Looking at two food delivery startups: UberEats and Frichti
UberEats: a Paris newcomer characterized by rivalry
A direct competitor to the market leaders in food delivery – like startup Deliveroo (established in France since one year ago) – the UberEats service chose Paris as the first city outside of North America to initiate its food offering. Its promise and positioning statement? "Instant delivery.”
“Paris was a no-brainer for the launch of the new UberEATS app and thus becomes the first city to offer UberEATS outside the United States and Canada. Paris is a great capital of gastronomy and culinary innovation, and the city is at the heart of the new wave of restaurant entrepreneurs,” explains Thibaud Simphal, General manager of France Uber."
This fact is a real strategy in this highly competitive industry, where everything is a matter of timing and logistics.
The challenge? To offer meal delivery in 30 minutes on average, with the possibility of express delivery in 10 minutes if the order is placed during the lunchtime rush hour and chosen from among 4 select dishes. So is it truly a groundbreaking offering? Not really, except for the “instant delivery” distinction: indeed, Deliveroo, for example, also offers delivery in 27 minutes, and so does Take Eat Easy (28 minutes).
However, at a time when telecommuting and extreme mobility have become real trends, UberEats, with its semi-ATAWAD offering (for "Anytime, anywhere, any device") and its large fleet of chauffeur driven vehicles, seems to have been able to distinguish itself from Deliveroo and thus meet a real expectation for mobiquity.
The fear of uberisation, however, seems to be little more than semantic parsing: in fact, the segmentation of the food delivery market has the emergence of another range of service platforms based on culinary well-being and health. It’s a trend that has also sparked the enthusiasm and appetite of the French people.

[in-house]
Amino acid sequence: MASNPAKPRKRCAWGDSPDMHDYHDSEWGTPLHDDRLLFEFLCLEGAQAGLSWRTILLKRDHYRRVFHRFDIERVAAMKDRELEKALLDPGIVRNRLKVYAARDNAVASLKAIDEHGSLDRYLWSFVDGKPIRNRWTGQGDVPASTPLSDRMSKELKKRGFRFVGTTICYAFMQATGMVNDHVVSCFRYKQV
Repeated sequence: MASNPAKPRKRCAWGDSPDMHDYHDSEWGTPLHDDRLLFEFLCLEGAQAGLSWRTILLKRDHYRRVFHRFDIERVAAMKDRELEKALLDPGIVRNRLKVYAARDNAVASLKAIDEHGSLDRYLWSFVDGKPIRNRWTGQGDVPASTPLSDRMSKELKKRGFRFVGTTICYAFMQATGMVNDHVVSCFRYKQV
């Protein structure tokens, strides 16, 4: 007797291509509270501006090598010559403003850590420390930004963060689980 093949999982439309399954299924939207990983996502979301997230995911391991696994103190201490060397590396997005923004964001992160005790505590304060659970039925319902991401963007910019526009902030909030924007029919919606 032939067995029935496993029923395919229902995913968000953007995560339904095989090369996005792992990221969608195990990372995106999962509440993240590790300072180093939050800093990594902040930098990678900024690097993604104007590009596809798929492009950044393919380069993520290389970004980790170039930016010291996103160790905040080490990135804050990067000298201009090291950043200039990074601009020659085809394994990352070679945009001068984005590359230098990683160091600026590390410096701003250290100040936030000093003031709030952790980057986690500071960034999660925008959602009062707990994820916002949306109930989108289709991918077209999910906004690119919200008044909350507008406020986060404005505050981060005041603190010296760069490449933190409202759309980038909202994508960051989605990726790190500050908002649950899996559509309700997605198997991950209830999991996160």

Frichti, or when "homemade" takes over the city
A meal delivery service created by Julia Bijaoui and Quentin Vacher in the summer of 2015, this young food startup’s promise is simple: rebel against "junk food" with the offer of good, practical, affordable eating. As a result, gluten free options make an appearance on the menu and dishes are well-balanced and offered at an affordable price (around 10 to 12 euros for a meal consisting of an appetizer, entrée, and dessert). The offering has been a recipe for success. The company announced last March that it had raised €12 million – unheard of for a startup of its size and age.
For Frichti, it was a business model created by the American company Munchery which ended up translating well to the French market, with other examples of businesses adopting this model include PopChef or Foodcheri. The main concept stems from the fact that everything is done internally: dishes are prepared and cooked on the startup’s premises. Today, with tens of thousands of customers in Paris, expanding abroad has become their new priority and a way of preserving the traditional French culture of a good, healthy, and well-balanced meal.
It seems that food delivery is taking over our cities – without uberizing French restaurants – each one with its niche. In fact, it’s an additional market that can create synergy with the established market. A syndrome of the golden age of cities, food delivery isn’t done spinning its web or making people take notice. To be continued.